to join the Bluetooth Special Interest Group both CSR and Broadcom must have signed to give all other members the right to implement the Bluetooth standard and to infringe any patents required to exercise that right - but perhaps that is beside the point
I guess CSR must be having enough patents to attack Broadcom in Bluetooth and other wireless domain. So most likely the CSR-Broadcom fight will end up in some sort of cross licensing deal. Considering this, It was a good strategic move by CSR to grab litigation burdened SiRF at a low price of ~130 m$
Applying patents to communications interfaces is a form of market domination. All who use the interface to communicate must pay for the rights. This restraint on communications seems most undesirable. Yet not allowing a chance to gain value with patents, does not address the need for motivation to create a better interface. There is a balanced solution.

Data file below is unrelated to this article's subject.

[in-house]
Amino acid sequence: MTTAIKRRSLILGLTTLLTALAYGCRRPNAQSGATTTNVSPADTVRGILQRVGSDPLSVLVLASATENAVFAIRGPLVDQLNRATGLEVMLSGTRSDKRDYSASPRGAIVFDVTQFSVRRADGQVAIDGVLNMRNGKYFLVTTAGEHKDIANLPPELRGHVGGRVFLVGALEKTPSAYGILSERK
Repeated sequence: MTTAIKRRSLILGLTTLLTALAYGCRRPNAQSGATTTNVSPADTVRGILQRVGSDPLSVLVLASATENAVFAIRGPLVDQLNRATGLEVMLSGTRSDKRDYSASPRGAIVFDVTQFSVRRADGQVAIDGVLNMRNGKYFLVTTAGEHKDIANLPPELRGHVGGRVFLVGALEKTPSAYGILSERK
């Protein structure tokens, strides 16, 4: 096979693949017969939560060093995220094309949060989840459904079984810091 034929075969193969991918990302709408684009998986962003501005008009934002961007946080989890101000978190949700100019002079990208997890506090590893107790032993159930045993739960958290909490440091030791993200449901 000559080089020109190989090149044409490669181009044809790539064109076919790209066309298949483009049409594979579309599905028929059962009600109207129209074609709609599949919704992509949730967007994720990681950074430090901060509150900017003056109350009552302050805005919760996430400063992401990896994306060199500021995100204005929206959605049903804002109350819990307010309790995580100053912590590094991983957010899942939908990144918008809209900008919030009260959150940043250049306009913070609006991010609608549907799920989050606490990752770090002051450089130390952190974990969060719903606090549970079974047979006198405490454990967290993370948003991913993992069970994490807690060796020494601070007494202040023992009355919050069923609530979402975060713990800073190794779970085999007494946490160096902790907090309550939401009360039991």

Adaptable interfaces are needed in all public programmable communications interfaces. Such interfaces allow the means to negotiate which features (and related IPR) are used.